Here's what's trending for March 17.

The Pennsylvania Department of Health Tuesday confirmed 3119 additional cases of COVID-19, bringing the statewide total to 970,717. There were 65 new deaths reported for a total of 24,652 deaths attributed to COVID-19. Currently, there are 1450 people hospitalized with COVID-19, with 286 of them in the intensive care unit.

State health officials are working to get members of underserved communities vaccinated against COVID-19. Officials say while they work to get everyone in Phase 1-A appointments by the end of this month, they are trying to dispel rumors and mistrust in underserved communities through targeted campaigns. Their efforts include working with faith-based leaders to address these issues.

The Kutztown Folk Festival is going to be held virtually again this year. Organizers say the 72nd annual festival will have to be held online from June 26th until July 4th because of concerns over the health and safety of people trying to attend an event in-person. The virtual festival will include social media updates from craftsmen and entertainers as well as an archive of videos.

The Parkland School Board has approved the plan to hold in-person classes four days per week for students in kindergarten through grade 5, starting April 12. District leaders say elementary teacher and staff vaccinations will be complete by Wednesday and immunity will take effect in two weeks. Students in grades six through 12 will remain in hybrid education.

East Stroudsburg University is preparing to fully reopen its campus for the 2021 fall semester. The plans include having most classes be in-person with social-distancing and mask-wearing guidelines still in place. Hybrid learning options will still be made available for students.

The Pennsylvania Capitol Building will reopen to the public with enhanced security protocols in place on Monday, March 22nd. The public will be able to enter the building at the Main Capitol, East Wing and North Office Building entrances and must pass through metal detectors at those entrances. Everyone in the Capitol must still maintain social distancing and continue wearing a mask. However, no events will be permitted inside the building until further notice. The state Capitol has been closed to the public since December 10th.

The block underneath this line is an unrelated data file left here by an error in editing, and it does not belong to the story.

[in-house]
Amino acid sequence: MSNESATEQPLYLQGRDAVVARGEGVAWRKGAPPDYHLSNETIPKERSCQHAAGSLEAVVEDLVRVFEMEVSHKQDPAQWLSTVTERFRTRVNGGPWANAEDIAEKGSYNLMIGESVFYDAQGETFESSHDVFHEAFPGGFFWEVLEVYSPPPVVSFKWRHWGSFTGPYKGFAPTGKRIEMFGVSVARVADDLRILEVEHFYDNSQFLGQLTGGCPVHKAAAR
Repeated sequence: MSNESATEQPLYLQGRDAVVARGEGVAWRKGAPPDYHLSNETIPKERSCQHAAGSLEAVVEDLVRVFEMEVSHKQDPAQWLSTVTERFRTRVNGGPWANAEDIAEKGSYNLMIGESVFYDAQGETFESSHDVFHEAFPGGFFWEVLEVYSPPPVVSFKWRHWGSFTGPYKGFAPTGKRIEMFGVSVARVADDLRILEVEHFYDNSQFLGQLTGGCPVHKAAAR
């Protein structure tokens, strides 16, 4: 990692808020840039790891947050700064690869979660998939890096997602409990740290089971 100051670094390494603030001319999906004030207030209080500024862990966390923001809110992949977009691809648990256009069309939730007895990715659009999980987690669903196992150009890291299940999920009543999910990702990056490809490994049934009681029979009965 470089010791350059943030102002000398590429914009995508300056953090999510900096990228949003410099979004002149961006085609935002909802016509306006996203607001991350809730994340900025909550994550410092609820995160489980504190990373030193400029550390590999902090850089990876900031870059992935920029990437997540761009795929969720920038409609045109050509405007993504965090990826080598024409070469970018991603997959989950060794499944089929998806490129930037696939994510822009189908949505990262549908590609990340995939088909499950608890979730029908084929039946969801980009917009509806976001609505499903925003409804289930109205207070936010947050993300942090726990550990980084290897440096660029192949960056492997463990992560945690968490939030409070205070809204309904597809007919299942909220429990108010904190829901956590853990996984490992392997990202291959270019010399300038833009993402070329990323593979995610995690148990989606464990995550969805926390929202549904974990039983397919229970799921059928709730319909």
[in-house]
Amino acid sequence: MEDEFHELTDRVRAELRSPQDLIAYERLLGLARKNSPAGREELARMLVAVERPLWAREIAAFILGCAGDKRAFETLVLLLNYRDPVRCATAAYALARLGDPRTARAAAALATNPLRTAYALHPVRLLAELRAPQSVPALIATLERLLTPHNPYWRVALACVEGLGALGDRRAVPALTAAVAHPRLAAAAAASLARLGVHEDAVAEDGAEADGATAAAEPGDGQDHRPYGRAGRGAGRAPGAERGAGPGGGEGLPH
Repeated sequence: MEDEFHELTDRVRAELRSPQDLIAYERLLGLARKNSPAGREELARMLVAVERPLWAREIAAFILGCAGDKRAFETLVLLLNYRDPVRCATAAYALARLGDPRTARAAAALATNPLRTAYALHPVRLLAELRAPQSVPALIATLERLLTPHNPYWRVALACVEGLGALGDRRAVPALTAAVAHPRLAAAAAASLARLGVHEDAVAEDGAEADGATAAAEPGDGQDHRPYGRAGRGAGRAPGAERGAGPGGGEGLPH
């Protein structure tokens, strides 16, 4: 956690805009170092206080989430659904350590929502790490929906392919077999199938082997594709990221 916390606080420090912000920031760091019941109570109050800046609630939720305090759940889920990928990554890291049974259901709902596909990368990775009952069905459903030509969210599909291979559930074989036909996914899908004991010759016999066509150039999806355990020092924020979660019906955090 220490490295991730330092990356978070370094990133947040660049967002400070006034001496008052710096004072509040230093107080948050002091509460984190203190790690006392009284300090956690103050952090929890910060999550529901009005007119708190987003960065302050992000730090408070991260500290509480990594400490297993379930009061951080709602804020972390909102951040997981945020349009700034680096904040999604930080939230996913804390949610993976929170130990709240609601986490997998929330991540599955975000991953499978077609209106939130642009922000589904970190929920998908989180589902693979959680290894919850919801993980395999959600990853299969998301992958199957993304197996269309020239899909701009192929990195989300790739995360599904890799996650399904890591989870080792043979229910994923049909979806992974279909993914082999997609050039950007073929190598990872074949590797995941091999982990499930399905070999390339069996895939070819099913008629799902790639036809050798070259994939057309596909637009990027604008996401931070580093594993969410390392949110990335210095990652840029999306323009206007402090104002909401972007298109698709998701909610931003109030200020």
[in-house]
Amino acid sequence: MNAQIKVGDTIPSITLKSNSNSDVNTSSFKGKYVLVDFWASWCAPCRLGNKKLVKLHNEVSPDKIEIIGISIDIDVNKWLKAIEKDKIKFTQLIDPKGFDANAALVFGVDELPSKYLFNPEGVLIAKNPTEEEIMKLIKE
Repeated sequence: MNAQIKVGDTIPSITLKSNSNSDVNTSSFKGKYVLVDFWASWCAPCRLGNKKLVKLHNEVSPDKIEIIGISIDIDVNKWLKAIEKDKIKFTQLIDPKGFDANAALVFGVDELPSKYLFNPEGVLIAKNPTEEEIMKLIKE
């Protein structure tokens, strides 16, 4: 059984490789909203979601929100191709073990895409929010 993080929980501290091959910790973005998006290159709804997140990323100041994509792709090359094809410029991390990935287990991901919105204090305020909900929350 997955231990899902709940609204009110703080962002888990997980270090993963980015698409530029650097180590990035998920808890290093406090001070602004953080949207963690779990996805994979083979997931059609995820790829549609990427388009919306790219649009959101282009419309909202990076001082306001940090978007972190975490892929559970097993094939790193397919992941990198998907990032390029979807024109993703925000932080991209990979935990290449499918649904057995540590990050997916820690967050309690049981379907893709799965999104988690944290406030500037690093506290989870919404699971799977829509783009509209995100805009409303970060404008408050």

More than 1,000,000 New Jerseyans are fully vaccinated against COVID-19. It comes as the state expanded eligibility this week and gears up to add more groups to the growing list on March 29th. The state is hoping to vaccinate 70-percent of its eligible adult population by the end of May.

President Biden visited a small Delaware County business Tuesday as part of his administration's tour to promote the recently-passed $1.9 trillion coronavirus relief package. The President says the plan is helping get COVID-19 vaccines into people's arms. "We're working so hard to make sure we get the vaccine in places that are not ordinarily the focus. That's why we've put the vaccines in community health centers. That's why we have them in drug stores now. That's why we're in the mobile units," President Biden said. The President estimates that 400,000 small businesses have closed because of the pandemic and millions more are barely surviving and he says those businesses teetering on the edge will also be helped by the relief package.